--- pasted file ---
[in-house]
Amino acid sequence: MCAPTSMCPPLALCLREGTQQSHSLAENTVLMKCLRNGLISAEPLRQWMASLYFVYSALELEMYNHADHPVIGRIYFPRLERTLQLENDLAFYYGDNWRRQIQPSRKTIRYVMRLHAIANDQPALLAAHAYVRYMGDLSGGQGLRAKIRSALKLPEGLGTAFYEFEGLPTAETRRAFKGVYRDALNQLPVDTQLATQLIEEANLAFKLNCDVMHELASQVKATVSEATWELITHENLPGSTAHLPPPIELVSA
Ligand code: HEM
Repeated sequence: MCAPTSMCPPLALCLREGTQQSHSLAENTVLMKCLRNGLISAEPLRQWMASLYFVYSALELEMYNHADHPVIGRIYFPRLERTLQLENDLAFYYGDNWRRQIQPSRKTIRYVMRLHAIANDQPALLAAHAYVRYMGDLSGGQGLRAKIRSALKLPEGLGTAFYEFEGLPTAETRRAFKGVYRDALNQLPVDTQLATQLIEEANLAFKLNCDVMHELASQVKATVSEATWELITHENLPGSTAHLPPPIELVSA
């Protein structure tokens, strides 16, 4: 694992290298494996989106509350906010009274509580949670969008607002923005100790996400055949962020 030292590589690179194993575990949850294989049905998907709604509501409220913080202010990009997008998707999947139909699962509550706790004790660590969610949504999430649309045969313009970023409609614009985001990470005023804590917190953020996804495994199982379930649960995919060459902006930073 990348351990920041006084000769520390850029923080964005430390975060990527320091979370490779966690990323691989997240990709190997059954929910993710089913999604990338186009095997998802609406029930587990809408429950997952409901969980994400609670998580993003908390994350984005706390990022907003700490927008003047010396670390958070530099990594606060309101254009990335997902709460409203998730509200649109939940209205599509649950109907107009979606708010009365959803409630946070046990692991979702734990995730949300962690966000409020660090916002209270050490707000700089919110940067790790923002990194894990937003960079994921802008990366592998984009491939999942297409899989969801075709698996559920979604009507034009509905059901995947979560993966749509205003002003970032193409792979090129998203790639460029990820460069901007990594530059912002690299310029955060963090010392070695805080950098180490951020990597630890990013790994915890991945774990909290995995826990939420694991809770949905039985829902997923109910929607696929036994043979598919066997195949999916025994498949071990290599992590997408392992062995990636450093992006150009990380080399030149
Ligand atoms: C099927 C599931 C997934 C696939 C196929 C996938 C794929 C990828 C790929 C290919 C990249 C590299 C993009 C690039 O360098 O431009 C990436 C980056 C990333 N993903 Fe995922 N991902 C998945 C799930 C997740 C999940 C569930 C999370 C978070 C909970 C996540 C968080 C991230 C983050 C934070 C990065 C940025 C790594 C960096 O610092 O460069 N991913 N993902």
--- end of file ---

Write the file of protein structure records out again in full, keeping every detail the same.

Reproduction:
[in-house]
Amino acid sequence: MCAPTSMCPPLALCLREGTQQSHSLAENTVLMKCLRNGLISAEPLRQWMASLYFVYSALELEMYNHADHPVIGRIYFPRLERTLQLENDLAFYYGDNWRRQIQPSRKTIRYVMRLHAIANDQPALLAAHAYVRYMGDLSGGQGLRAKIRSALKLPEGLGTAFYEFEGLPTAETRRAFKGVYRDALNQLPVDTQLATQLIEEANLAFKLNCDVMHELASQVKATVSEATWELITHENLPGSTAHLPPPIELVSA
Ligand code: HEM
Repeated sequence: MCAPTSMCPPLALCLREGTQQSHSLAENTVLMKCLRNGLISAEPLRQWMASLYFVYSALELEMYNHADHPVIGRIYFPRLERTLQLENDLAFYYGDNWRRQIQPSRKTIRYVMRLHAIANDQPALLAAHAYVRYMGDLSGGQGLRAKIRSALKLPEGLGTAFYEFEGLPTAETRRAFKGVYRDALNQLPVDTQLATQLIEEANLAFKLNCDVMHELASQVKATVSEATWELITHENLPGSTAHLPPPIELVSA
């Protein structure tokens, strides 16, 4: 694992290298494996989106509350906010009274509580949670969008607002923005100790996400055949962020 030292590589690179194993575990949850294989049905998907709604509501409220913080202010990009997008998707999947139909699962509550706790004790660590969610949504999430649309045969313009970023409609614009985001990470005023804590917190953020996804495994199982379930649960995919060459902006930073 990348351990920041006084000769520390850029923080964005430390975060990527320091979370490779966690990323691989997240990709190997059954929910993710089913999604990338186009095997998802609406029930587990809408429950997952409901969980994400609670998580993003908390994350984005706390990022907003700490927008003047010396670390958070530099990594606060309101254009990335997902709460409203998730509200649109939940209205599509649950109907107009979606708010009365959803409630946070046990692991979702734990995730949300962690966000409020660090916002209270050490707000700089919110940067790790923002990194894990937003960079994921802008990366592998984009491939999942297409899989969801075709698996559920979604009507034009509905059901995947979560993966749509205003002003970032193409792979090129998203790639460029990820460069901007990594530059912002690299310029955060963090010392070695805080950098180490951020990597630890990013790994915890991945774990909290995995826990939420694991809770949905039985829902997923109910929607696929036994043979598919066997195949999916025994498949071990290599992590997408392992062995990636450093992006150009990380080399030149
Ligand atoms: C099927 C599931 C997934 C696939 C196929 C996938 C794929 C990828 C790929 C290919 C990249 C590299 C993009 C690039 O360098 O431009 C990436 C980056 C990333 N993903 Fe995922 N991902 C998945 C799930 C997740 C999940 C569930 C999370 C978070 C909970 C996540 C968080 C991230 C983050 C934070 C990065 C940025 C790594 C960096 O610092 O460069 N991913 N993902």